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Charles W. Fluharty, founder, president and CEO of the Rural Policy Research Institute, has asserted that bias against rural America is the “last acceptable prejudice” in the country. That assertion is informed by perceptions that people across many sectors of society, including higher education, have widely expressed. Educators contend that the learning difficulties of students from small rural towns are a result of their demographic profile and upbringing.

But that misconception inappropriately places blame on the students’ presumed lack of preparation or drive rather than on the institutions’ misreading of their learning capacity. This prejudice not only has an adverse impact on students from rural towns but also negatively affects the broader rural revitalization efforts that must rely heavily on higher education partnerships.

The belief that urban centers are the only nuclei of modern industry innovation has exacerbated the situation. It has led to the ill-fated practice of imposing urban-centric revitalization models on rural revival and education, deleteriously impacting rural resurgence outcomes. Policy and action leaders across sectors, including higher education, must reduce, even eliminate, the rural-centric prejudice and create pathways to rural recovery that reflect rural attributes and vitality and encompass the highly diverse capacity of rural communities.

According to Hemalata C. Dandekar and Michael Hibbard, for at least five decades, planning practices followed a top-down “expert-driven scientific” paradigm that primarily focused on the impact of industrialism on cities -- ignoring the impact on rural areas. Rural areas were relegated to only serving the growing urban needs through the extraction of natural and human resources. Today, however, a rural resurgence has pulled away from such an approach in favor of locally driven practices that take into account the complexity of rural communities. One such example is to view rural natural resources -- food, lumber, fiber and so forth -- as amenities and assets in economic development and not just as elements to extract to service urban populations. Issues associated with food insecurity, water quality and ecosystem sustainability have also influenced a shift in planning and led to a rise in urban “ruralization.”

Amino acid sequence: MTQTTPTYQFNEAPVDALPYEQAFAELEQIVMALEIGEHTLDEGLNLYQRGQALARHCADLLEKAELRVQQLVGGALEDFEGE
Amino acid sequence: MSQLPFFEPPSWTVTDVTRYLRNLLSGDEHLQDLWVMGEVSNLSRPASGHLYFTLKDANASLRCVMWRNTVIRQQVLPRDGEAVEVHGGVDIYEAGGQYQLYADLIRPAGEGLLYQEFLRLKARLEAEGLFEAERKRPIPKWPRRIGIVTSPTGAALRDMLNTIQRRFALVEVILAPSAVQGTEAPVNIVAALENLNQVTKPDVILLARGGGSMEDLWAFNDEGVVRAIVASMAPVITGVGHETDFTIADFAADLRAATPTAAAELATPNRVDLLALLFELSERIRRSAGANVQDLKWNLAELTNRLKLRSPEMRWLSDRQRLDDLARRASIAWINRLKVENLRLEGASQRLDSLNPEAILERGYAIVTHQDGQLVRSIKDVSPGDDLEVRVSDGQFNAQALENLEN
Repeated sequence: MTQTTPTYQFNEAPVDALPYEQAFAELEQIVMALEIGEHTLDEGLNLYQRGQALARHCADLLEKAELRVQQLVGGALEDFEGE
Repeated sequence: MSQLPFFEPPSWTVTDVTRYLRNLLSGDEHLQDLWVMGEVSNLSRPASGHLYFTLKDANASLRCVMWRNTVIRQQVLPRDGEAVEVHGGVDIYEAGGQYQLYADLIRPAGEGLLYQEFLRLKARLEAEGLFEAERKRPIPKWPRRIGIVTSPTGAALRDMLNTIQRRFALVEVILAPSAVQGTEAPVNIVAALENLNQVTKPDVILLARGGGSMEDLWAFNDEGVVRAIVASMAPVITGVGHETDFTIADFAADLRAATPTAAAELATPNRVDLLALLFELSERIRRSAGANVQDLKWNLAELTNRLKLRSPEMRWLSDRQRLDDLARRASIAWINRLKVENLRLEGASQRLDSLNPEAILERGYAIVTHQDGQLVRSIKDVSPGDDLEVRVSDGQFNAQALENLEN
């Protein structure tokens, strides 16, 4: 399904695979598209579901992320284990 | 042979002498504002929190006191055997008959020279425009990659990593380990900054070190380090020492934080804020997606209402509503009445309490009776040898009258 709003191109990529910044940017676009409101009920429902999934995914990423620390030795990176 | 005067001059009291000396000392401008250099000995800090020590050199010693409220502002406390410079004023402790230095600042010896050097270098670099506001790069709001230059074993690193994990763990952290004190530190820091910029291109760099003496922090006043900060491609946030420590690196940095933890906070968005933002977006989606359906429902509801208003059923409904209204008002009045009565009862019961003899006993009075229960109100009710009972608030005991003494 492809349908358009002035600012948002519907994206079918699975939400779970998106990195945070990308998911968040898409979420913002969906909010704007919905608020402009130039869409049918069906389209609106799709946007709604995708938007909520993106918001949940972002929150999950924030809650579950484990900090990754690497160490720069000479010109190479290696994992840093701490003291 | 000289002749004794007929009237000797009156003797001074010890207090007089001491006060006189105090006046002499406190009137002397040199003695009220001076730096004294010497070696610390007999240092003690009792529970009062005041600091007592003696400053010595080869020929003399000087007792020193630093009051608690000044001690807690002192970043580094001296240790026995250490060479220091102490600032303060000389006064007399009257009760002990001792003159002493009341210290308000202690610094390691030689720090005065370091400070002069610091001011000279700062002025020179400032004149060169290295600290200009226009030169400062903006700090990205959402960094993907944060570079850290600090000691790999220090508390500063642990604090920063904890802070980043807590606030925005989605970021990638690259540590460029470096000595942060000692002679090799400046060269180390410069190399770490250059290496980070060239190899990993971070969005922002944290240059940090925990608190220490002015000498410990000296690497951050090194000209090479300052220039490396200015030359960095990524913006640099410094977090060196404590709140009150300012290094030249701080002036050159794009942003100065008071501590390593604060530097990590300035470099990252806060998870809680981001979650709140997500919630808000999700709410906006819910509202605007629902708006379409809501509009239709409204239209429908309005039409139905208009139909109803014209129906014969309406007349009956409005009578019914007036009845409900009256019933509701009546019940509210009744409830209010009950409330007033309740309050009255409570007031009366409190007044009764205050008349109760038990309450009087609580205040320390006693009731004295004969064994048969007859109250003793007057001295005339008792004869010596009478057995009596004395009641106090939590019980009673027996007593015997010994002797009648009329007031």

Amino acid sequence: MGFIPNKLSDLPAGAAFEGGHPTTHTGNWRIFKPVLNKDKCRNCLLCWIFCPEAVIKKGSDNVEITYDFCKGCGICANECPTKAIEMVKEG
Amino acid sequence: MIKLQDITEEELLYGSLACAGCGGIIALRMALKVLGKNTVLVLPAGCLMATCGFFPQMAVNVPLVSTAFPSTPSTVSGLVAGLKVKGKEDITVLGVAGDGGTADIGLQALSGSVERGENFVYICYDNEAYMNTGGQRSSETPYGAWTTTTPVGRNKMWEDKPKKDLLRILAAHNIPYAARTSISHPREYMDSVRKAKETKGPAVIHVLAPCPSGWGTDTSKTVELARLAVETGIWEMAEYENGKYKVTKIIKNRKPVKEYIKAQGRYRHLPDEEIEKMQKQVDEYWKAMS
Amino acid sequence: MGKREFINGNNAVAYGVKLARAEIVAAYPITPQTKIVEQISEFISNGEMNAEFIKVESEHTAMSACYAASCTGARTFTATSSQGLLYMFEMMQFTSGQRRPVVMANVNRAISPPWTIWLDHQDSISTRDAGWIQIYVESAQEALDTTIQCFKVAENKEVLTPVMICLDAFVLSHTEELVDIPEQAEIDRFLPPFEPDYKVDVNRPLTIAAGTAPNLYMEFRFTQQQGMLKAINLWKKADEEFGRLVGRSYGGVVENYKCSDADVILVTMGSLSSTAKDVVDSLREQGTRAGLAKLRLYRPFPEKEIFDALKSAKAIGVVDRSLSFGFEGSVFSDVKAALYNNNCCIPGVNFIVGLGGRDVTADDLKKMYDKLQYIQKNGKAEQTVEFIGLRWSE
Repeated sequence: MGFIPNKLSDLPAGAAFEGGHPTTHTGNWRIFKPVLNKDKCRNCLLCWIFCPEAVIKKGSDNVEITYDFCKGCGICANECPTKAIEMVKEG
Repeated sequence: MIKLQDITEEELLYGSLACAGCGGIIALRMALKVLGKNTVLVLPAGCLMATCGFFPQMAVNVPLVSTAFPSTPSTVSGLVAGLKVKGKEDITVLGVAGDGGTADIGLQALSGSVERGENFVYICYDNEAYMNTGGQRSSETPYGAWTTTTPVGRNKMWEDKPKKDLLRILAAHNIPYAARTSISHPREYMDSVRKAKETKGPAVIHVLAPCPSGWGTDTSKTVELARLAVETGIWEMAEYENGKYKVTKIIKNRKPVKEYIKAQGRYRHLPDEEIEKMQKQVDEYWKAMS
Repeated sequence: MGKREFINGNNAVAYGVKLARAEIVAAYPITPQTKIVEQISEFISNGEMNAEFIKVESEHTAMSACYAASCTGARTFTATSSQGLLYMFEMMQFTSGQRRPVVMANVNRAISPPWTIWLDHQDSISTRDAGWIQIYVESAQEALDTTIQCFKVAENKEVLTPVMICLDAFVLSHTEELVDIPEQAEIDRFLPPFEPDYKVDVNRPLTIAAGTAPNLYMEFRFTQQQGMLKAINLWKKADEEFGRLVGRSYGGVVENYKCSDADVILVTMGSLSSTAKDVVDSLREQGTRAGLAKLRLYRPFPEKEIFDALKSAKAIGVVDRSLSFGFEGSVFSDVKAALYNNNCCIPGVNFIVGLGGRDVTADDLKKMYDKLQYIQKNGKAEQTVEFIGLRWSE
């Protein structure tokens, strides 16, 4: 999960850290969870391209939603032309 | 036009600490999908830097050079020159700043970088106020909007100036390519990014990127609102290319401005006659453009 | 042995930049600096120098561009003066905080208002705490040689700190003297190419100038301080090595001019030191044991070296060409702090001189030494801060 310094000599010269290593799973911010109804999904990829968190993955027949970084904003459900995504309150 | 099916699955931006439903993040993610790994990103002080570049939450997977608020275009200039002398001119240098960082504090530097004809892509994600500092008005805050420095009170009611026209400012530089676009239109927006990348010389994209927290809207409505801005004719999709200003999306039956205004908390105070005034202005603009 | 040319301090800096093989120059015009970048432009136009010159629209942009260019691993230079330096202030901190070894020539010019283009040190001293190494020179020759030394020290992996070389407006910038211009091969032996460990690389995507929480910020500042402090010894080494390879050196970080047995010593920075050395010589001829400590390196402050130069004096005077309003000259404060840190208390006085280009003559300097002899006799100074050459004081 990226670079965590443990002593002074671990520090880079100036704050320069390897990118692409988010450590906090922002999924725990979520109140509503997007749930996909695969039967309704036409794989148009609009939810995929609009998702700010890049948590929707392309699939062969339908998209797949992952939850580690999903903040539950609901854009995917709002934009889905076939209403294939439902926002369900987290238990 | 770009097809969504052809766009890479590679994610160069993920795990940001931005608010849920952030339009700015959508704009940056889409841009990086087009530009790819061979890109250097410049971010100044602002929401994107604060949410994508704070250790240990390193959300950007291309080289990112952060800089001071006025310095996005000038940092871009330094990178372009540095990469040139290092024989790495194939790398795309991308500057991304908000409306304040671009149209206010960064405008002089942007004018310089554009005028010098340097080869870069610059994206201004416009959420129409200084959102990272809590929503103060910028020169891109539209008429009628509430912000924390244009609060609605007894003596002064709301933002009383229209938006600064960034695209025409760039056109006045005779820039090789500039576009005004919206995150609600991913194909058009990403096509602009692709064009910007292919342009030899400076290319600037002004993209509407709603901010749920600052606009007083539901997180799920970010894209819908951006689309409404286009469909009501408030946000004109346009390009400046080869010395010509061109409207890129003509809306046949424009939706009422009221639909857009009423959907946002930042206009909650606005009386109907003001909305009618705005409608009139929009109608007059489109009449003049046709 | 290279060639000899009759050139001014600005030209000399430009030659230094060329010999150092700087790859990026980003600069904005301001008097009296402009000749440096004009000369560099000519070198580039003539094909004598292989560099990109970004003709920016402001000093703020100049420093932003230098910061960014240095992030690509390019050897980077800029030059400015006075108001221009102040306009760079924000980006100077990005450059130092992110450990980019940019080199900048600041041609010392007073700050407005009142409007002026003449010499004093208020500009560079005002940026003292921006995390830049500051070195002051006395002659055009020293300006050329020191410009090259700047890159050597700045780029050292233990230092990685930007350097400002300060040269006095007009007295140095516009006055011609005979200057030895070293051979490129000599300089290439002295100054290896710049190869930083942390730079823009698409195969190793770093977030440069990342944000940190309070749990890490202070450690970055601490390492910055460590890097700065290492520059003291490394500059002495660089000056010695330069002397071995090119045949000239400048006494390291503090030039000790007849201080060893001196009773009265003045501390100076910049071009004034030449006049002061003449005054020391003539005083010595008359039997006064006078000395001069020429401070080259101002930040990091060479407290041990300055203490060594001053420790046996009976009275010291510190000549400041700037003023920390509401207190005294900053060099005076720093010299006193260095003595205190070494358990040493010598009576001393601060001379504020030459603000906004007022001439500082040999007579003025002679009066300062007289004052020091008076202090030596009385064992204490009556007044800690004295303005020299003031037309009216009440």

Steve Bullock, governor of Montana and chair of the National Governors Association, is one of those leaders. His Good Jobs for all Americans initiative aims to stimulate rural redevelopment by calling on other state leaders to examine new approaches to job creation and to expand systems that give citizens the access they need to education, career opportunities and credentials. He has identified three key success strategies, culminating in a resurgence built around a rejuvenated rural identity with broad education and economic development opportunities that promote creativity and innovation. Of particular note is that the results cited in the initiative's action guide stress the importance of local actors taking the lead on rural resurgence and the addition of rural amenities as part of the plan. This underscores what Dandekar and Hibbard have suggested.